We’ve taken our waterbirth class, taken a tour of the hospital birth center (enlightening! The recovery rooms are so much bigger than they were nine years ago!), I’ve read seven books about birth and I’ve written down a bunch of birth plan thoughts that Mr. Handsome and I will go over this weekend. We’ve talked about it on and off but it’s time to really get down to business about it!

Despite all this work that has been done and as ready things seem, every time I look at the calendar and realize how close we are I am both excited and freaked out at the same time. I’m pretty sure Mr. Handsome feels the same way. When I remind him how many weeks are left he just kind of repeats the number I quoted and gets quiet. It’s just like, whoa! We’re super close to being a family of four instead of three! Three is all we’ve known for nine whole years!

Still super excited more than freaked out, though. I’ve started to think about upcoming events with this new little one in mind. We’ll have a little bundle in tow everywhere we go! So awesome to think about!

Other awesomeness of the week:

  • Total weight gain: 30 pounds. An unfortunate combination of not meeting my exercise goals (for several weeks in a row), relaxing my diet (damn you Snickers Blizzards!) and Baby2’s own half-pound-per-week gain is wreaking havoc on my pound-a-week goal! The pregnant part of my brain is totally okay with this but the non-pregnant part is a little in shock when the number comes up on the scale.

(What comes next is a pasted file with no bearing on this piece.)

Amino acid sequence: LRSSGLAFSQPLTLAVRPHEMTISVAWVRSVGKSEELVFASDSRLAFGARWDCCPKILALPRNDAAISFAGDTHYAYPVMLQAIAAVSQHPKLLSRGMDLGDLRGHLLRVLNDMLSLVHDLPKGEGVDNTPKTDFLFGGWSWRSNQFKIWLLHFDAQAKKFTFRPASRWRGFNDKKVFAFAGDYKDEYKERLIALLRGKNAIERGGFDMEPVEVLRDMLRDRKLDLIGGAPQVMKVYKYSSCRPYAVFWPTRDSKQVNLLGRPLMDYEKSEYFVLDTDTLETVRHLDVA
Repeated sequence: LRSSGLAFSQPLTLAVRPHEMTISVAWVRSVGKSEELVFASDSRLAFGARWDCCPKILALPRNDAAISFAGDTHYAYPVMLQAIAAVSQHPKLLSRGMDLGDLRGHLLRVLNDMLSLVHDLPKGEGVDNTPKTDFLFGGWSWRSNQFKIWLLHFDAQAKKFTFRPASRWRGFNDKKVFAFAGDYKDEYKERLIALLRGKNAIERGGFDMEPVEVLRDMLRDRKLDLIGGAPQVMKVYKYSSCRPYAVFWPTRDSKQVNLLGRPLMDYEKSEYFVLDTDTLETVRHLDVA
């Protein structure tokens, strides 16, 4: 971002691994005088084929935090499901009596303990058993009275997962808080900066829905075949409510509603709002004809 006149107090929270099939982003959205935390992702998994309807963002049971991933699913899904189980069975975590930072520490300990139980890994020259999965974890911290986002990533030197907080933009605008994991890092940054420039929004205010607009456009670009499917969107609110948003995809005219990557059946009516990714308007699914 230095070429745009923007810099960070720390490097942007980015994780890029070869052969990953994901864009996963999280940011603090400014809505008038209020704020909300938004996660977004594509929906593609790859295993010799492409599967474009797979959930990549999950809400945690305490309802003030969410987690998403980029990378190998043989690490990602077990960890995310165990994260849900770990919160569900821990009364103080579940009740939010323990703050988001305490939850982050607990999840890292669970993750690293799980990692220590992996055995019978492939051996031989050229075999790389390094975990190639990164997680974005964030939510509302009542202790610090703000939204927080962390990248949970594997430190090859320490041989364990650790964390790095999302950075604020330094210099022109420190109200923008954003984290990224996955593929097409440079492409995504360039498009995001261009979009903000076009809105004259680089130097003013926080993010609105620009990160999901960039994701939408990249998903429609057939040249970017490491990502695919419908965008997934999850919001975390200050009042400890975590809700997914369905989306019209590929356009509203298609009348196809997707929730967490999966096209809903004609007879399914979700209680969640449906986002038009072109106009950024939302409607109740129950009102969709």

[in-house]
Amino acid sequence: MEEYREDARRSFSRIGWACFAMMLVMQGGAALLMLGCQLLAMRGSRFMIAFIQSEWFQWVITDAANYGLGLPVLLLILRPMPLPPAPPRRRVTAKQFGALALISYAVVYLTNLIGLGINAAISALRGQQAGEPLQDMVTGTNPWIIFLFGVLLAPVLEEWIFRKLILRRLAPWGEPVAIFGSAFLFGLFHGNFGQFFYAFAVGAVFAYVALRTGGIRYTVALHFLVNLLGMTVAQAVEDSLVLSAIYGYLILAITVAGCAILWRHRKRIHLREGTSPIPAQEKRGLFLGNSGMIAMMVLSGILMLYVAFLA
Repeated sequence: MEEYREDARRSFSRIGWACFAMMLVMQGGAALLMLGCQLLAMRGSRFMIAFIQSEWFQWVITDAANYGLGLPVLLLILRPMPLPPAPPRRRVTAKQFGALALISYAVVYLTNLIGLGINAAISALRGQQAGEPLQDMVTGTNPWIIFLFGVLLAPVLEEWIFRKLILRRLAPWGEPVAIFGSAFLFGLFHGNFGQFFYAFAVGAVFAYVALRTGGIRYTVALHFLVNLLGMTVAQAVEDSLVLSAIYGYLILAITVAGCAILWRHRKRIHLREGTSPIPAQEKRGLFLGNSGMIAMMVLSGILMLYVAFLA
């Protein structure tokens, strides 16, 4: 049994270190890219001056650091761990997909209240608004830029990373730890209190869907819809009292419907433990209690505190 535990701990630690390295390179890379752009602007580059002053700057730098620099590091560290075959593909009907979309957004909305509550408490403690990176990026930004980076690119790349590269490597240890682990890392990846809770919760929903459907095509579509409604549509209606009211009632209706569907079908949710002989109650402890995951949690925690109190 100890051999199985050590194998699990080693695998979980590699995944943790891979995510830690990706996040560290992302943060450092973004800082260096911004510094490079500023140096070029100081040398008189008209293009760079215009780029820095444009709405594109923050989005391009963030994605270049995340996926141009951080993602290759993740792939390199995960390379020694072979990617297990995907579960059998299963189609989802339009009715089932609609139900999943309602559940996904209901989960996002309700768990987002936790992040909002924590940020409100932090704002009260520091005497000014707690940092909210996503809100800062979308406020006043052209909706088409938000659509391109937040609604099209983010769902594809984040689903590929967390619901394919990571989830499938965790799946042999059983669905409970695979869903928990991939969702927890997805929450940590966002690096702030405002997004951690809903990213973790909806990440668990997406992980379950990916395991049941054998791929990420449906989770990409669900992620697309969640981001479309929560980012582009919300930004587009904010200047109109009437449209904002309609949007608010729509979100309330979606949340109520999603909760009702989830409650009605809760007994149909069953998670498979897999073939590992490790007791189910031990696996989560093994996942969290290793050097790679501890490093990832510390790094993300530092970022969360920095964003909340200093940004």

• Cravings: A whole bunch of sweet stuff that I’m trying not to pay attention to. I’ve been sticking to my daily salad but ice cream is just so fantasically amazing. It’s not fair that there are so many forms of chocolate in the world.
  • Coolest symptom: She’s moving around super low and I can feel her push against my cervix, especially when I’m walking around. I remember these senstations becoming more and more frequent leading up to the day Kiddo1 was born. Although this “pinching” of my cervix is slightly uncomfortable, it makes me feel like things are starting to happen. I can’t get too ahead of myself though! She hasn’t dropped or anything, though. Her kicks still push up my boobs when I’m sitting!